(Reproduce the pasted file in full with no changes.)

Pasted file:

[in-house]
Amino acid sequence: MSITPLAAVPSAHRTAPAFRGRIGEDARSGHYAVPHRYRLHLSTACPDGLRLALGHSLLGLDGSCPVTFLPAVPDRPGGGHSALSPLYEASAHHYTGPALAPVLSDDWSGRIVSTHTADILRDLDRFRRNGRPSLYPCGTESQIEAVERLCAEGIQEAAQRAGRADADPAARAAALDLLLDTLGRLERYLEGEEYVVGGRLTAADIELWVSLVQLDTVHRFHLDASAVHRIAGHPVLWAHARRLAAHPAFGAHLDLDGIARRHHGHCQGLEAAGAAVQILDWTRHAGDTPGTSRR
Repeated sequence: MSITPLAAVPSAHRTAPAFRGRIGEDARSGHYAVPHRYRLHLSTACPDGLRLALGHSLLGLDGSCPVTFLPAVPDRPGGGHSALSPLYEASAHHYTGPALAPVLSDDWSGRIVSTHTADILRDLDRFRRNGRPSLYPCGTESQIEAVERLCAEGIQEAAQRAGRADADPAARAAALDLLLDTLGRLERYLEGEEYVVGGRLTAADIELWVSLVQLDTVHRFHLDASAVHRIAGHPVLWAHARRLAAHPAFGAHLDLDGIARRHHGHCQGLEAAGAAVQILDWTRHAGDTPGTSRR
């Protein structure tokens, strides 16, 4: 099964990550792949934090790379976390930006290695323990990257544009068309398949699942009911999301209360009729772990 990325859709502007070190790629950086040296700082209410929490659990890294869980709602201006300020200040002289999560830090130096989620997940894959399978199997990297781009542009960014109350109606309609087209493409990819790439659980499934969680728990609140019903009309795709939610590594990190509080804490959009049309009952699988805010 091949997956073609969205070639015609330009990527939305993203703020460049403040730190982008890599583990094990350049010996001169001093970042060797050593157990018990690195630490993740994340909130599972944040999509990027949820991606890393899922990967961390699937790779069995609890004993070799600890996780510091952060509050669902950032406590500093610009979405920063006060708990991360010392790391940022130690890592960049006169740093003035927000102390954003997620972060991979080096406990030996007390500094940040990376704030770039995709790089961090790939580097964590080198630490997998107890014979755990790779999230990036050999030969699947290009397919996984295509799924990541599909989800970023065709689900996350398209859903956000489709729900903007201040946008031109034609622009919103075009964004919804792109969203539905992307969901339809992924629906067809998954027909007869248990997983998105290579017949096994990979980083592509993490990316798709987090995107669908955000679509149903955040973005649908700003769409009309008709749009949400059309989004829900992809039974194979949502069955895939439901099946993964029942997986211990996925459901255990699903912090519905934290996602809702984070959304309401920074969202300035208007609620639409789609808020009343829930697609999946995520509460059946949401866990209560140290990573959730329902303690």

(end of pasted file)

[in-house]
Amino acid sequence: MSITPLAAVPSAHRTAPAFRGRIGEDARSGHYAVPHRYRLHLSTACPDGLRLALGHSLLGLDGSCPVTFLPAVPDRPGGGHSALSPLYEASAHHYTGPALAPVLSDDWSGRIVSTHTADILRDLDRFRRNGRPSLYPCGTESQIEAVERLCAEGIQEAAQRAGRADADPAARAAALDLLLDTLGRLERYLEGEEYVVGGRLTAADIELWVSLVQLDTVHRFHLDASAVHRIAGHPVLWAHARRLAAHPAFGAHLDLDGIARRHHGHCQGLEAAGAAVQILDWTRHAGDTPGTSRR
Repeated sequence: MSITPLAAVPSAHRTAPAFRGRIGEDARSGHYAVPHRYRLHLSTACPDGLRLALGHSLLGLDGSCPVTFLPAVPDRPGGGHSALSPLYEASAHHYTGPALAPVLSDDWSGRIVSTHTADILRDLDRFRRNGRPSLYPCGTESQIEAVERLCAEGIQEAAQRAGRADADPAARAAALDLLLDTLGRLERYLEGEEYVVGGRLTAADIELWVSLVQLDTVHRFHLDASAVHRIAGHPVLWAHARRLAAHPAFGAHLDLDGIARRHHGHCQGLEAAGAAVQILDWTRHAGDTPGTSRR
């Protein structure tokens, strides 16, 4: 099964990550792949934090790379976390930006290695323990990257544009068309398949699942009911999301209360009729772990 990325859709502007070190790629950086040296700082209410929490659990890294869980709602201006300020200040002289999560830090130096989620997940894959399978199997990297781009542009960014109350109606309609087209493409990819790439659980499934969680728990609140019903009309795709939610590594990190509080804490959009049309009952699988805010 091949997956073609969205070639015609330009990527939305993203703020460049403040730190982008890599583990094990350049010996001169001093970042060797050593157990018990690195630490993740994340909130599972944040999509990027949820991606890393899922990967961390699937790779069995609890004993070799600890996780510091952060509050669902950032406590500093610009979405920063006060708990991360010392790391940022130690890592960049006169740093003035927000102390954003997620972060991979080096406990030996007390500094940040990376704030770039995709790089961090790939580097964590080198630490997998107890014979755990790779999230990036050999030969699947290009397919996984295509799924990541599909989800970023065709689900996350398209859903956000489709729900903007201040946008031109034609622009919103075009964004919804792109969203539905992307969901339809992924629906067809998954027909007869248990997983998105290579017949096994990979980083592509993490990316798709987090995107669908955000679509149903955040973005649908700003769409009309008709749009949400059309989004829900992809039974194979949502069955895939439901099946993964029942997986211990996925459901255990699903912090519905934290996602809702984070959304309401920074969202300035208007609620639409789609808020009343829930697609999946995520509460059946949401866990209560140290990573959730329902303690």